Pierre Cardin, French Fashion Designer, Dies At 98 : NPR

French designer Pierre Cardin has died at age 98. Here, the member of the Académie des Beaux-Arts is seen in 2016, at the end of a fashion show marking 70 years of his creations at the Institut de France in Paris.

Chesnot/Getty Images


hide caption

toggle caption

Chesnot/Getty Images

French designer Pierre Cardin has died at age 98. Here, the member of the Académie des Beaux-Arts is seen in 2016, at the end of a fashion show marking 70 years of his creations at the Institut de France in Paris.

Chesnot/Getty Images

French designer Pierre Cardin, who extended his brand far beyond the fashion world, has died at age 98. The son of Italian immigrants worked with luminaries such as filmmaker Jean Cocteau and designer Christian Dior before launching his own fashion house, drawing on his love for futuristic design.

Cardin’s family announced his death to Agence France-Presse on Tuesday.

Read More

Famed French designer Pierre Cardin dies at 98

Pierre Cardin, the French fashion designer famed for 1960s-era avant-garde and Space Age looks, who pioneered fashion ready-to-wear and the fashion licensing system that made him rich but diminished his brand’s reputation, has died. He was 98.

His death was announced by French Academy of Fine Arts on Tuesday. The academy did not give a cause of death or say where or when he died.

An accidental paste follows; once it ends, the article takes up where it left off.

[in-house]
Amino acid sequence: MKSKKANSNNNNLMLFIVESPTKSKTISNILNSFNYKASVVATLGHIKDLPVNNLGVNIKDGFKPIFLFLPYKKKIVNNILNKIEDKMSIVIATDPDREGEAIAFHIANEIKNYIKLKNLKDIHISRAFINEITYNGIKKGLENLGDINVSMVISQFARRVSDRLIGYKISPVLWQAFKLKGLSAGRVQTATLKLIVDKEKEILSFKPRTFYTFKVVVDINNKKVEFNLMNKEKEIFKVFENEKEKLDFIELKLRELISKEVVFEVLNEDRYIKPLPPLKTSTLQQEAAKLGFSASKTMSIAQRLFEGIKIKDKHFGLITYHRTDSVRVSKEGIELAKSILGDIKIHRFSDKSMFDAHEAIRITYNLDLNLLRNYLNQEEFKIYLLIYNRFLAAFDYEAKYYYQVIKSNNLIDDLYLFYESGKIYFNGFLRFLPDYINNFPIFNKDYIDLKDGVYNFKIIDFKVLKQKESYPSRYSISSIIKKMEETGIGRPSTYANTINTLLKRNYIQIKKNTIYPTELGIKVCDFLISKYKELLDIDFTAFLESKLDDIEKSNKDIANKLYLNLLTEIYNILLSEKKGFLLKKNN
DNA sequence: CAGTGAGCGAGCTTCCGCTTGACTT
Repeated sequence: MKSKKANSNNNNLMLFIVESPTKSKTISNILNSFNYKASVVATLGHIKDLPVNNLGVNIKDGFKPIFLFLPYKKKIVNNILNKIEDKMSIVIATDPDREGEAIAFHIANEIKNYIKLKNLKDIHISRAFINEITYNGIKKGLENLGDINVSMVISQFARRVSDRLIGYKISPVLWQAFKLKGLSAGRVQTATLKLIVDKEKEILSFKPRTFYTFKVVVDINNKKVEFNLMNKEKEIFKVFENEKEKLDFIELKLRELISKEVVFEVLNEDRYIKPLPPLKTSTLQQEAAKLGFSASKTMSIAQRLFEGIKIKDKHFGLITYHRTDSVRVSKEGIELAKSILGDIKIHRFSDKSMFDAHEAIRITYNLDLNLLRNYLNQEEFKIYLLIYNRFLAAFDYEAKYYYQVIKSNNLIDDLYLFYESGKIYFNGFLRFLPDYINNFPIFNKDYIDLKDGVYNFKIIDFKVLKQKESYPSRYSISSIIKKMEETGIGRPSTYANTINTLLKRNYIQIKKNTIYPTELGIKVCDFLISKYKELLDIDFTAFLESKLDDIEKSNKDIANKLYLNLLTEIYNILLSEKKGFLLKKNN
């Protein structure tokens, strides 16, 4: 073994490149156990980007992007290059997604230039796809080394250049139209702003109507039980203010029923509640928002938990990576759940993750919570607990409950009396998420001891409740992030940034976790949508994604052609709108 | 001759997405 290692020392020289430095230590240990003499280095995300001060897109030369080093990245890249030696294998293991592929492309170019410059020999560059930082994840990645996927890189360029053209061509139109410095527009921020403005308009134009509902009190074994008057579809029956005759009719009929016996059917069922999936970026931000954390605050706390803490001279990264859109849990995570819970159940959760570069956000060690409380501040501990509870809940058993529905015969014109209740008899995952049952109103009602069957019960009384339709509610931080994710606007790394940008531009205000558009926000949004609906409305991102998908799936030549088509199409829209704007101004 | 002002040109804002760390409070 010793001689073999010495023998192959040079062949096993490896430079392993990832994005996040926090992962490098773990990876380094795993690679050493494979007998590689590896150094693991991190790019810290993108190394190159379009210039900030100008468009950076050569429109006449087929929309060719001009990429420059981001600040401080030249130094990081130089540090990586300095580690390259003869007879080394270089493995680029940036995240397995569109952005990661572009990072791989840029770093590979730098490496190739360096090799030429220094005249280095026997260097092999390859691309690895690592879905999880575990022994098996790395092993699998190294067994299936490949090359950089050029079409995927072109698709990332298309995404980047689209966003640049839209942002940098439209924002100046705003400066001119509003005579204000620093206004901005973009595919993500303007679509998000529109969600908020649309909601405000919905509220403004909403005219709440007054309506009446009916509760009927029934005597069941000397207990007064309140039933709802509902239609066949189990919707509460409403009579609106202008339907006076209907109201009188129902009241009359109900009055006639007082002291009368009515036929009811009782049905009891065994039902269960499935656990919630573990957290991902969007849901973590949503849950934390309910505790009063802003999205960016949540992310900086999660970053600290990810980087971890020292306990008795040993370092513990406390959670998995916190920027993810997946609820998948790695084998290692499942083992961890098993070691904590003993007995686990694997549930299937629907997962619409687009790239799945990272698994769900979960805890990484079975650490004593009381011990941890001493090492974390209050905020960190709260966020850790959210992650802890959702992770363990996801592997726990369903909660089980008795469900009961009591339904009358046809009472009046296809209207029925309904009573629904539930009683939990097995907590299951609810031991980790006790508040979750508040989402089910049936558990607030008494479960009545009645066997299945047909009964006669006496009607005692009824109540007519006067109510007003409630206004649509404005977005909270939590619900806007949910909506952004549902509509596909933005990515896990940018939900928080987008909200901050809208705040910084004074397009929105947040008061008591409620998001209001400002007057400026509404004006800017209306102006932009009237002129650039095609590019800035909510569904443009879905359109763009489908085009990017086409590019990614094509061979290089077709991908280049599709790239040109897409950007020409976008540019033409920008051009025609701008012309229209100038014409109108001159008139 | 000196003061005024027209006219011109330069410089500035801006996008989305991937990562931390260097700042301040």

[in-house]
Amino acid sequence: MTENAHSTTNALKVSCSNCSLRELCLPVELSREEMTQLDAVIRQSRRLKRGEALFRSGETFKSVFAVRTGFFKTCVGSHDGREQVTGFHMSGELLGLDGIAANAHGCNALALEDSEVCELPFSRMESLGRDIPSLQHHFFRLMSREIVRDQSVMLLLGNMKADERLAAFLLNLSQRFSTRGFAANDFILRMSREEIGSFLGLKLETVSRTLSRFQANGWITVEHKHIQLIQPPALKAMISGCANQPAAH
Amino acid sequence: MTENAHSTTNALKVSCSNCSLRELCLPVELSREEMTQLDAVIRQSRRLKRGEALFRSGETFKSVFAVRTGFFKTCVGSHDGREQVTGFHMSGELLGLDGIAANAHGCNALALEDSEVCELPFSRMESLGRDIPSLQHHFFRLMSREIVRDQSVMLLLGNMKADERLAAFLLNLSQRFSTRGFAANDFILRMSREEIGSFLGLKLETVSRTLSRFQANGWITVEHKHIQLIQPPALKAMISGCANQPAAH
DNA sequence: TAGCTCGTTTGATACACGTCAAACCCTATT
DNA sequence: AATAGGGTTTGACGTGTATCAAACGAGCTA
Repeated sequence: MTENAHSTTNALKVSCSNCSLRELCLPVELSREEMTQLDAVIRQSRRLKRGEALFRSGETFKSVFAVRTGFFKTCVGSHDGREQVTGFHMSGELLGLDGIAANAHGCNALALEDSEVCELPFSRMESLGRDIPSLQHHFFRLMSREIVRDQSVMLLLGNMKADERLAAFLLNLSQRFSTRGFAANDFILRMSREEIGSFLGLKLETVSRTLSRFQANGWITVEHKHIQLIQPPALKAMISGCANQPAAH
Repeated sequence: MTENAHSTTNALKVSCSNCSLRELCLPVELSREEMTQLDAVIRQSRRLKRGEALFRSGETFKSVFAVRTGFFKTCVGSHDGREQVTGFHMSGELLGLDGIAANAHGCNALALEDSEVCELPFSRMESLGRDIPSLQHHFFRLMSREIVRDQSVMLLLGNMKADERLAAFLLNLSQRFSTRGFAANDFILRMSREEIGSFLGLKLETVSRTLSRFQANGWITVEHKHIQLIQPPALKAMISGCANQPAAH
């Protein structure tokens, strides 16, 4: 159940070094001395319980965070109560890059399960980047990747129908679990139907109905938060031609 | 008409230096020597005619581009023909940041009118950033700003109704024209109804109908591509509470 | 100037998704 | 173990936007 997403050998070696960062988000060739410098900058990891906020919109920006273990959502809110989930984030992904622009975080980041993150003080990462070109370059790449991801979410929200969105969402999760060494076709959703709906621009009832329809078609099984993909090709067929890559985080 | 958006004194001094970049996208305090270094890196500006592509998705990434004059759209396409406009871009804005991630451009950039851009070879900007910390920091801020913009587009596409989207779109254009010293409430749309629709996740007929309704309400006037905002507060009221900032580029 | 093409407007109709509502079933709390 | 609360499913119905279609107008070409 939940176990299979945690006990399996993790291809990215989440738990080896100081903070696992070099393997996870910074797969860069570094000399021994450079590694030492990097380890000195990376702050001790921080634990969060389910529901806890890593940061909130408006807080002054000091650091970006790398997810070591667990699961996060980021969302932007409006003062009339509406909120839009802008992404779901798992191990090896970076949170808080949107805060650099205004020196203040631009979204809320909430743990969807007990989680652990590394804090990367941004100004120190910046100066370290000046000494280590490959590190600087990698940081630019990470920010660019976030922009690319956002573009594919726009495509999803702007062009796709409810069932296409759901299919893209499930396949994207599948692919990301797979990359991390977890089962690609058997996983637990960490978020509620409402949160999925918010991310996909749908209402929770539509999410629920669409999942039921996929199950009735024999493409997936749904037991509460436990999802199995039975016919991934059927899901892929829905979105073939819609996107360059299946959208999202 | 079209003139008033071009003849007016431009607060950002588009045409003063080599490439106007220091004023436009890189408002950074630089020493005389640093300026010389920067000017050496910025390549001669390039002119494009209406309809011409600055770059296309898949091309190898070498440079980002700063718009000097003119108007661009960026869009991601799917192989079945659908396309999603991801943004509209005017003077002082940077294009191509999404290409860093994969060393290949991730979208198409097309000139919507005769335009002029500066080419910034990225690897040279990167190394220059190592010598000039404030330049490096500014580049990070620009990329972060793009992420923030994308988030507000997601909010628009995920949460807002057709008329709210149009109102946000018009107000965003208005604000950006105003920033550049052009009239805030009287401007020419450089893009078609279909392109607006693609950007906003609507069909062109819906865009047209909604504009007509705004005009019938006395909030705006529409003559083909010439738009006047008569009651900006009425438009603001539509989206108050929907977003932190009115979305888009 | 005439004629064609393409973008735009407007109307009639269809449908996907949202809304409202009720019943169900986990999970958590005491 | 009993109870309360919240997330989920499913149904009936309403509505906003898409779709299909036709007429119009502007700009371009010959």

Born Pietro Cardin in 1922 to French parents in their vacation home in San Biagio di Callalta near Venice, Cardin’s family left Italy two years later to escape fascism and moved back to Sainte-Etienne in central France, where Pierre grew up.

From an early age, he was interested in dressmaking, starting work at age 14 as an apprentice even though his father wanted him to become an architect. He moved to Paris in 1945, where he studied architecture and worked with the fashion

Read More

Obituary: Pierre Cardin

Fashion designer Pierre Cardin was a supreme innovator – for 70 years, he ripped up convention and captured the zeitgeist. His thirst for the new and surprising was never satisfied.

He will be remembered for his futuristic designs – some were inspired by the space age, some were even impossible to wear.

He carved his own way through the fashion industry. Parisian haute couture had always been exclusive – its high priests believed it should be high-end, individually tailored and eye-wateringly expensive.

Cardin broke the mould. He launched “ready-to-wear” collections, bringing high fashion to the middle classes. His designer peers were aghast, and threw him out of their club.

In the 1950s, men wore traditional suits which made the young look like their fathers. Cardin threw out the boxy jackets and stiff white shirts, creating a revolutionary look for a new, progressive generation.

Gone were the bulky details; collars, lapels,

Read More